Keeping the nation secure from the top down Published: 2014-1-26 16:59:00

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Xi Jinping to lead national security commission
President Xi Jinping will head China's new national security commission, the Political Bureau of the Communist Party of China (CPC) Central Committee decided on Friday.

Security committee fires warning: FM
China's decision to set up a State Security Committee is aimed at improving systems and strategies to ensure national security, foreign ministry spokesman Qin Gang said Wednesday.

"No doubt, if China sets up a State Security Committee, terrorists will be nervous, separatists will be nervous, and extremists will be nervous. In general, all those forces who tend to threaten or sabotage China's national security will feel nervous," said Qin at a regular press briefing.

China's media:

Global Times:
Planned security committee underscores new safety view

The importance and urgency of maintaining national security is of genuine interest to China as a rising power. Protecting national security is a core task for the whole of Chinese society and it is the platform from which reform and development will flow. 

Both the US and Russia have established their own national security committees. China is not as powerful as the US yet but China's long-term and current tasks are enormous, which also shows that China is facing a more challenging security situation than the US.

Security body vital to modern challenges
Security is like air - people tend to ignore it when they have it; but they will lose their lives without it. The concept of greater national security should be consolidated among Chinese people.

The Beijing Times: 
“Setting up the National Security Committee (NSC) is to prevent crises before they emerge”, said Li Wei, director of the anti-terrorism study center at the China Institutes of Contemporary International Relations told the Beijing Times.

“The status and influence of China has become increasingly important in international relations. The possibility of an unknown emergency is rising, so setting up a national-level institution to respond to crisis is highly necessary”, Li noted.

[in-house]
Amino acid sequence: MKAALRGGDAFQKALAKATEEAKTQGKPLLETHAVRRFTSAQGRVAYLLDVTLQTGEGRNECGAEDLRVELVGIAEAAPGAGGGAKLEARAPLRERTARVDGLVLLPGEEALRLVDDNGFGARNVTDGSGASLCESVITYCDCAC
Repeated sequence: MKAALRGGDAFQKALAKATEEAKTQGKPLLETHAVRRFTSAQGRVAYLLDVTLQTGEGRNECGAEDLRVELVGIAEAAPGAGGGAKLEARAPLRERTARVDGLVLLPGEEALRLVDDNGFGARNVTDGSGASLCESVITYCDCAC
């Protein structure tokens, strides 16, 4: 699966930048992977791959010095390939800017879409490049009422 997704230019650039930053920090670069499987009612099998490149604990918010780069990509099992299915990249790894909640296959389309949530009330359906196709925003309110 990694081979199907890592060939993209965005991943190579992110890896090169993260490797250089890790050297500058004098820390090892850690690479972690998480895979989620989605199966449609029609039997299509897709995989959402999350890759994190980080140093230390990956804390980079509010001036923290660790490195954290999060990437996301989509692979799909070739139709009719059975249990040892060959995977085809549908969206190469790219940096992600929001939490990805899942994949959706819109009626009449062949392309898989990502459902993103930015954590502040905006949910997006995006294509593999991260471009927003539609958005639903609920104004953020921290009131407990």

Li told the Beijing Times that the establishment of the NSC is aimed at improving systems and strategies to ensure national security.

“Currently, the power of protecting national security has been dispersed among a variety of departments, both political and military, and there is a lack of a top-level management institution to cope with an unexpected crisis”, Li said.

The coming National Security Committee will change China’s current decision-making model. Currently, decisions are made at the top, but the details are designed by the lower departments. In future, the decision will be made and also designed by the top, Guo Changlin, an analyst of Riskon International, noted in an article he wrote for Beijing-based news portal

The National Security Committee is both the top-level decision-making and designing mechanism. This is the most important change to the decision-making mechanism and process since the founding of the nation, Guo added.

The changes that can be predicted due to the new committee are that China’s decision-making process will become more institutionalized, professional and transparent. The boundaries between policymakers and executors will be clearer. China’s systems and strategies will also become more authoritative. Furthermore, China will have its first official national security strategy.

United Daily News: